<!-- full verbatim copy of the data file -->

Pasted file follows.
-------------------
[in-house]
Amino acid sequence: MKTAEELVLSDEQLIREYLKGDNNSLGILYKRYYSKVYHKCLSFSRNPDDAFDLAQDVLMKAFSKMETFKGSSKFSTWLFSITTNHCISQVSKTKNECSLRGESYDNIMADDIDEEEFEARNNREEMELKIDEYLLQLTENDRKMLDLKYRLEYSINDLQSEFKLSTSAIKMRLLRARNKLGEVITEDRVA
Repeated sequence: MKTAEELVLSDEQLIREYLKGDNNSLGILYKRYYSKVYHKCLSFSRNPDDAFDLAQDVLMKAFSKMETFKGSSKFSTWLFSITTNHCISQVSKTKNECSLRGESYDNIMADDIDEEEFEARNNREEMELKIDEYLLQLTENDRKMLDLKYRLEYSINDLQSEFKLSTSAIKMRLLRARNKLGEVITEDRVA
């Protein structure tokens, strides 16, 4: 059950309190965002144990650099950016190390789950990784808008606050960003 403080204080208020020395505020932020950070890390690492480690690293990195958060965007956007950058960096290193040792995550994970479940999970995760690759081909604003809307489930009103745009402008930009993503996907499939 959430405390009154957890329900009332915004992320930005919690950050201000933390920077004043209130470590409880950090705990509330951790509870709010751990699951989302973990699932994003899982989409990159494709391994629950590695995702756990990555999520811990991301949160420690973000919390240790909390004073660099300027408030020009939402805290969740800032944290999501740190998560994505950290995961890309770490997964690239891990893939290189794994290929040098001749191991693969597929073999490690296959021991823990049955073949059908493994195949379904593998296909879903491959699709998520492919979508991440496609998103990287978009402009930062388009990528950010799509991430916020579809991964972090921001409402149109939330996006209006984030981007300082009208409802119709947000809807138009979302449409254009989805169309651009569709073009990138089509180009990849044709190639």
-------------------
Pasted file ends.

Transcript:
[in-house]
Amino acid sequence: MKTAEELVLSDEQLIREYLKGDNNSLGILYKRYYSKVYHKCLSFSRNPDDAFDLAQDVLMKAFSKMETFKGSSKFSTWLFSITTNHCISQVSKTKNECSLRGESYDNIMADDIDEEEFEARNNREEMELKIDEYLLQLTENDRKMLDLKYRLEYSINDLQSEFKLSTSAIKMRLLRARNKLGEVITEDRVA
Repeated sequence: MKTAEELVLSDEQLIREYLKGDNNSLGILYKRYYSKVYHKCLSFSRNPDDAFDLAQDVLMKAFSKMETFKGSSKFSTWLFSITTNHCISQVSKTKNECSLRGESYDNIMADDIDEEEFEARNNREEMELKIDEYLLQLTENDRKMLDLKYRLEYSINDLQSEFKLSTSAIKMRLLRARNKLGEVITEDRVA
């Protein structure tokens, strides 16, 4: 059950309190965002144990650099950016190390789950990784808008606050960003 403080204080208020020395505020932020950070890390690492480690690293990195958060965007956007950058960096290193040792995550994970479940999970995760690759081909604003809307489930009103745009402008930009993503996907499939 959430405390009154957890329900009332915004992320930005919690950050201000933390920077004043209130470590409880950090705990509330951790509870709010751990699951989302973990699932994003899982989409990159494709391994629950590695995702756990990555999520811990991301949160420690973000919390240790909390004073660099300027408030020009939402805290969740800032944290999501740190998560994505950290995961890309770490997964690239891990893939290189794994290929040098001749191991693969597929073999490690296959021991823990049955073949059908493994195949379904593998296909879903491959699709998520492919979508991440496609998103990287978009402009930062388009990528950010799509991430916020579809991964972090921001409402149109939330996006209006984030981007300082009208409802119709947000809807138009979302449409254009989805169309651009569709073009990138089509180009990849044709190639």